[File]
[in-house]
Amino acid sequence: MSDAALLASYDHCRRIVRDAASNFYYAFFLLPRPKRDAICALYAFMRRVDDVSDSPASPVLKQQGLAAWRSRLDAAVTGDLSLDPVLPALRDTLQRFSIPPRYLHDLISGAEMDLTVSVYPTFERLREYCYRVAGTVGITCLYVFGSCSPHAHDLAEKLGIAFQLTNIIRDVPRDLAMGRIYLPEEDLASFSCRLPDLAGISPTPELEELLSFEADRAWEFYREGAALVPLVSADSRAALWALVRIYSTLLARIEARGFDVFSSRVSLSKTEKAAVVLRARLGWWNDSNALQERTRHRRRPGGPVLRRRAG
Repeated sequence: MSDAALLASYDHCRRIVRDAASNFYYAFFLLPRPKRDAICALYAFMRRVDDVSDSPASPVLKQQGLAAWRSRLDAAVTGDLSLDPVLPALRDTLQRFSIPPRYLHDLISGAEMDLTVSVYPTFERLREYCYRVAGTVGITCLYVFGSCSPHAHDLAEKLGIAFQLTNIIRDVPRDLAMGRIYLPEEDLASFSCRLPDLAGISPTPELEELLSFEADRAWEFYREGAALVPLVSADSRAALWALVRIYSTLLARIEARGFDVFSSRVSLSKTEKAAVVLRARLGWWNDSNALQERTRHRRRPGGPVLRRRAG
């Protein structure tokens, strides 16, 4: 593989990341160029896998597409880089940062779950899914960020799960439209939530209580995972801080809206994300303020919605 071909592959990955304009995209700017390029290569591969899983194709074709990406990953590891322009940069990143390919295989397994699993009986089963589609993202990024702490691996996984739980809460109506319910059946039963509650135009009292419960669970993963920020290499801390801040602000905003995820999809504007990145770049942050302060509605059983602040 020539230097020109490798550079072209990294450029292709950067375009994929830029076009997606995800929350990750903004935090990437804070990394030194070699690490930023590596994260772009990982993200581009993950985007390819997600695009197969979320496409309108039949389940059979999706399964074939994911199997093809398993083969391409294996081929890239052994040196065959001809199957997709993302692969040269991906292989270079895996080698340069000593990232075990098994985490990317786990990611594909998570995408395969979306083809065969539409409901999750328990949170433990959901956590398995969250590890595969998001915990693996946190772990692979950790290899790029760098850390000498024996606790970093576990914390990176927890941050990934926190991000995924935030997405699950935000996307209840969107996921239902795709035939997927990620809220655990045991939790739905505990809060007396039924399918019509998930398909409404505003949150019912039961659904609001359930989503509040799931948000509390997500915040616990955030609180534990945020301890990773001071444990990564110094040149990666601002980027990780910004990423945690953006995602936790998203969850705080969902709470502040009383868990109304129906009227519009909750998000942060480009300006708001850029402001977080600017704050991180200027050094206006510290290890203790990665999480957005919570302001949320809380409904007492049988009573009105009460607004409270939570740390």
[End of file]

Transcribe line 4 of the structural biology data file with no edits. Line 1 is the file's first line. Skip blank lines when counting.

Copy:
């Protein structure tokens, strides 16, 4: 593989990341160029896998597409880089940062779950899914960020799960439209939530209580995972801080809206994300303020919605 071909592959990955304009995209700017390029290569591969899983194709074709990406990953590891322009940069990143390919295989397994699993009986089963589609993202990024702490691996996984739980809460109506319910059946039963509650135009009292419960669970993963920020290499801390801040602000905003995820999809504007990145770049942050302060509605059983602040 020539230097020109490798550079072209990294450029292709950067375009994929830029076009997606995800929350990750903004935090990437804070990394030194070699690490930023590596994260772009990982993200581009993950985007390819997600695009197969979320496409309108039949389940059979999706399964074939994911199997093809398993083969391409294996081929890239052994040196065959001809199957997709993302692969040269991906292989270079895996080698340069000593990232075990098994985490990317786990990611594909998570995408395969979306083809065969539409409901999750328990949170433990959901956590398995969250590890595969998001915990693996946190772990692979950790290899790029760098850390000498024996606790970093576990914390990176927890941050990934926190991000995924935030997405699950935000996307209840969107996921239902795709035939997927990620809220655990045991939790739905505990809060007396039924399918019509998930398909409404505003949150019912039961659904609001359930989503509040799931948000509390997500915040616990955030609180534990945020301890990773001071444990990564110094040149990666601002980027990780910004990423945690953006995602936790998203969850705080969902709470502040009383868990109304129906009227519009909750998000942060480009300006708001850029402001977080600017704050991180200027050094206006510290290890203790990665999480957005919570302001949320809380409904007492049988009573009105009460607004409270939570740390």